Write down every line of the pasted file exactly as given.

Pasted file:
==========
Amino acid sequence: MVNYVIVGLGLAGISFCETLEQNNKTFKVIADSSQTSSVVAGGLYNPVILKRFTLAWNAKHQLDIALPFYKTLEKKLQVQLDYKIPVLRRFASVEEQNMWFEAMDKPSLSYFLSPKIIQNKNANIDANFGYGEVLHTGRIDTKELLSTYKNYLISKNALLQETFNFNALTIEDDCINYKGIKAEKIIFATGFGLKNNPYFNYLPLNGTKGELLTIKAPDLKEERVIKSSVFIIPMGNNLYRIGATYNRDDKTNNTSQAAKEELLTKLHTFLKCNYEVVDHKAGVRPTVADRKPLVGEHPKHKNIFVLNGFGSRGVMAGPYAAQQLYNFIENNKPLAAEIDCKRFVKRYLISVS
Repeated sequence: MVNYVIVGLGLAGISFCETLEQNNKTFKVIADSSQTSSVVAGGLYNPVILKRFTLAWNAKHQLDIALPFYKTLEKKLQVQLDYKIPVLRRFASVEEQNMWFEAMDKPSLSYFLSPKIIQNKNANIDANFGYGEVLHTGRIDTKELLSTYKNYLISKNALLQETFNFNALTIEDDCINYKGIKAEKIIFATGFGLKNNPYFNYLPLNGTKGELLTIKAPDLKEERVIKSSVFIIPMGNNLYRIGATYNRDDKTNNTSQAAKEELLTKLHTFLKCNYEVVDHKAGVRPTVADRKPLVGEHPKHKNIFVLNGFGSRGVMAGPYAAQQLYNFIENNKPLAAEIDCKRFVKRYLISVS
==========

Amino acid sequence: MVNYVIVGLGLAGISFCETLEQNNKTFKVIADSSQTSSVVAGGLYNPVILKRFTLAWNAKHQLDIALPFYKTLEKKLQVQLDYKIPVLRRFASVEEQNMWFEAMDKPSLSYFLSPKIIQNKNANIDANFGYGEVLHTGRIDTKELLSTYKNYLISKNALLQETFNFNALTIEDDCINYKGIKAEKIIFATGFGLKNNPYFNYLPLNGTKGELLTIKAPDLKEERVIKSSVFIIPMGNNLYRIGATYNRDDKTNNTSQAAKEELLTKLHTFLKCNYEVVDHKAGVRPTVADRKPLVGEHPKHKNIFVLNGFGSRGVMAGPYAAQQLYNFIENNKPLAAEIDCKRFVKRYLISVS
Repeated sequence: MVNYVIVGLGLAGISFCETLEQNNKTFKVIADSSQTSSVVAGGLYNPVILKRFTLAWNAKHQLDIALPFYKTLEKKLQVQLDYKIPVLRRFASVEEQNMWFEAMDKPSLSYFLSPKIIQNKNANIDANFGYGEVLHTGRIDTKELLSTYKNYLISKNALLQETFNFNALTIEDDCINYKGIKAEKIIFATGFGLKNNPYFNYLPLNGTKGELLTIKAPDLKEERVIKSSVFIIPMGNNLYRIGATYNRDDKTNNTSQAAKEELLTKLHTFLKCNYEVVDHKAGVRPTVADRKPLVGEHPKHKNIFVLNGFGSRGVMAGPYAAQQLYNFIENNKPLAAEIDCKRFVKRYLISVS